Sneak Peek Into A Smoky Future
Mike “Duke” Venturino
Photos: Yvonne Venturino
Two days after this writing I’m going into the hospital for a full replacement of my right knee. There’s no reason to mention it in these pages except for—in practical terms—I’ve been crippled for several years now. Although carrying excess weight hasn’t helped, the problem started with an accident in 1976. My mishap included the knee popping out of joint, breaking off a piece of the kneecap in the process. An operation in 1977 put me solidly back on my feet. I hunted, rode horses with Yvonne, competed in shooting events and lived normally.
In this new century, however, age and arthritis has taken its toll. Favoring my right knee has contributed to destroying my left one. More than one orthopedic surgeon has told me that on a scale of 1 to 10 (with 10 being worst), both my knees are 10s.
Duke’s future plans include learning the ins and outs of this nice
US Model 1896 .30 “Krag” cavalry carbine.
A burst of impetuous gun lust led Duke to buy this Argentine Model 1909 7.65mm Mauser.
This will, no doubt, lead to a serious handloading project.
SAAs, Snubbies on the Side
My point here is not to whine about my physical condition but to share with readers my plans for shooting projects in the future when I’m fully mobile again. For instance, in 2017 I sold some items and reinvested the bucks into Colt SAAs. They range from a 1904 .38-40 to a 2004 .44-40 collectively of all three generations. Also some are .44 Specials and .45 Colts. I have not been able to do much more than plink with a few of them; some have yet to even be fired. In the future I plan to machine rest test every single one of these SAAs plus shoot all to determine point of aim to point of impact. If needed, they will be sighted in.
In a fit of exuberance in 2016 I laid in several S&W and Colt snubnose .38 Special revolvers. In the future they will get the same treatment as the SAAs. There is no great reason to machine rest test 2-inch barreled snubnoses meant for perhaps shooting at 10 paces. That said, in 45 years of machine rest testing I’ve never tried a snubnose. I’m curious.
Duke was recently given a “snail drum” 32-round magazine for his 1917 vintage
German Artillery Luger. What does this acquisition portend?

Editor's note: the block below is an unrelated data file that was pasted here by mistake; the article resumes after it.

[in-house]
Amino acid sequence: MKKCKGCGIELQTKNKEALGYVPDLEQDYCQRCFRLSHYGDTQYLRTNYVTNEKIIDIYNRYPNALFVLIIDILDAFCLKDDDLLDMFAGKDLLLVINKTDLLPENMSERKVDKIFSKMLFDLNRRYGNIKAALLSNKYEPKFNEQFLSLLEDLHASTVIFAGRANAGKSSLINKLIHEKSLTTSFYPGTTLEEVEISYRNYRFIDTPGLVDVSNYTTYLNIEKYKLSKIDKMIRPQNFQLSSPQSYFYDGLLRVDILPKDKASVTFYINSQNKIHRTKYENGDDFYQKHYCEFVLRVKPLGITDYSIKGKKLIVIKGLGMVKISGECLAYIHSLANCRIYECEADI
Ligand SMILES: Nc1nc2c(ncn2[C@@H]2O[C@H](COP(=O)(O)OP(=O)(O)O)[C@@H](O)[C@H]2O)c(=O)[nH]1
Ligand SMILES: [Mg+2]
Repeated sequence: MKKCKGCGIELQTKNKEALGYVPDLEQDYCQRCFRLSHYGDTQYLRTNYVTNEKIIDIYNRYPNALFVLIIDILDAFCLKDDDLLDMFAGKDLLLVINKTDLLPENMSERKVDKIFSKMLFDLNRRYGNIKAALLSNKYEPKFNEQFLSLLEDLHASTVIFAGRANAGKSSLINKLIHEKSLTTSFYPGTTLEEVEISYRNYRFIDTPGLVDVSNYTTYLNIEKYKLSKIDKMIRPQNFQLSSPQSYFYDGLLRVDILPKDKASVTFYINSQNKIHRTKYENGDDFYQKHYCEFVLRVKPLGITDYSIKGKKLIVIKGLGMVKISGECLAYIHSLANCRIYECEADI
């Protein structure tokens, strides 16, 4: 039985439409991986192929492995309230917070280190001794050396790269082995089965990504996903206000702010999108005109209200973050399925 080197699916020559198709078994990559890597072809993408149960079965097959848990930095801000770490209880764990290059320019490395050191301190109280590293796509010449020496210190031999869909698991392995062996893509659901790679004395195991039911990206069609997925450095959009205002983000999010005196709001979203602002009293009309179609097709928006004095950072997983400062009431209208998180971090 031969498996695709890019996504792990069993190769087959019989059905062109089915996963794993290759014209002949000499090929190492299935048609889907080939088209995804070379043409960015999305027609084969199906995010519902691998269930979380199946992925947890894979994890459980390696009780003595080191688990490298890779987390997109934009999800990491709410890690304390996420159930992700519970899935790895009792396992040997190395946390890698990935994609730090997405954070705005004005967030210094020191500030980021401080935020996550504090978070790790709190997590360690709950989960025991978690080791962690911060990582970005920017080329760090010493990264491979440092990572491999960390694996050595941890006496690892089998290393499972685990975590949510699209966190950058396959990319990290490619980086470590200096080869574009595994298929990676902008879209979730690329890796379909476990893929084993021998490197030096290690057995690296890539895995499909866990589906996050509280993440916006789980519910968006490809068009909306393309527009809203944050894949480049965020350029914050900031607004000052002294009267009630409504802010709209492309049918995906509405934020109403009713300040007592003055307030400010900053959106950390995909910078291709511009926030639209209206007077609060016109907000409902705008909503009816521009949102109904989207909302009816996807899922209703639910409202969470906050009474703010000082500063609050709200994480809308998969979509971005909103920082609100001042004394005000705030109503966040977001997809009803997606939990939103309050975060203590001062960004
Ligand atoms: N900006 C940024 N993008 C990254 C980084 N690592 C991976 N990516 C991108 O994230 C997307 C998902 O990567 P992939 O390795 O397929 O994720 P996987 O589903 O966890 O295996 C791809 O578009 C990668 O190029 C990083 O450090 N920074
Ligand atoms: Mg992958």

Cool Krag, Argentine Mauser
Back in 2013, I helped a young lady at a gun show sell a few antique military US Cavalry carbines left to her by her father. In doing so she noticed I was fond of her US Model 1896 .30 “Krag” carbine. After the others were sold she asked if I wanted to buy it. I said, “Darling, I only have X-amount of dollars on me and that’s about half what that Krag is worth.” She said, “If you want it then I’m happy with X-amount of dollars. Five years I’ve owned that carbine and hardly fired that many rounds through it. In the future I intend to try handloads in it that shoot well in my US Model 1896 .30 infantry rifle including both cast and jacketed bullets. And, of course, get it zeroed.
Usually I’m a planner, meaning I set my sights on a certain gun or caliber and then work towards owning a sample. That’s until I’m at a Montana gun show with a bit of jingle in my pocket. Then I’m impetuous. It was that situation in 2015 that led me to buy a Model 1909 Argentine 7.65mm Mauser. I would just about bet my fortune it had never been fired. The condition was that pristine. It has now been fired—slightly. Just enough to know the accuracy potential is as good as its condition. So in 2016 I bought its predecessor—an Argentine Model 1891 7.65mm Mauser. The actions of these two Mausers vary in strength with the earlier being the weaker. In the future I plan to shoot both rifles, again with cast and jacketed bullets, determining safe handloads for both levels of action strength.
Duke also wants to explore the potential of .38 snubbies. As an equal
opportunity shootist, he will cover both Colts and S&Ws.
.401 SL, Snail Drum Fun
The story can go on and on. A Winchester Model 1910 .401 Self-Loader is here along with everything needed to fire it. I have not. That is in the future too. I’ve had a German 9mm P08 Artillery Luger dated 1917 for three years. That’s the version with an 8-inch barrel and was issued with a wooden shoulder stock and 32-round “snail drum” magazines. This one I have shot. Recently a kind gent gave me one of the very expensive 32-round magazines. It fits perfectly in the Luger but here is the same story of this column’s theme—I’ve just not been fit enough to go out and have fun with it.
Many years ago I told my mother that in the future my plan was to live in Montana and make my living writing about guns. Her reply was, “Big talk, we’ll see how that goes.”
We did. So I’m talking big again!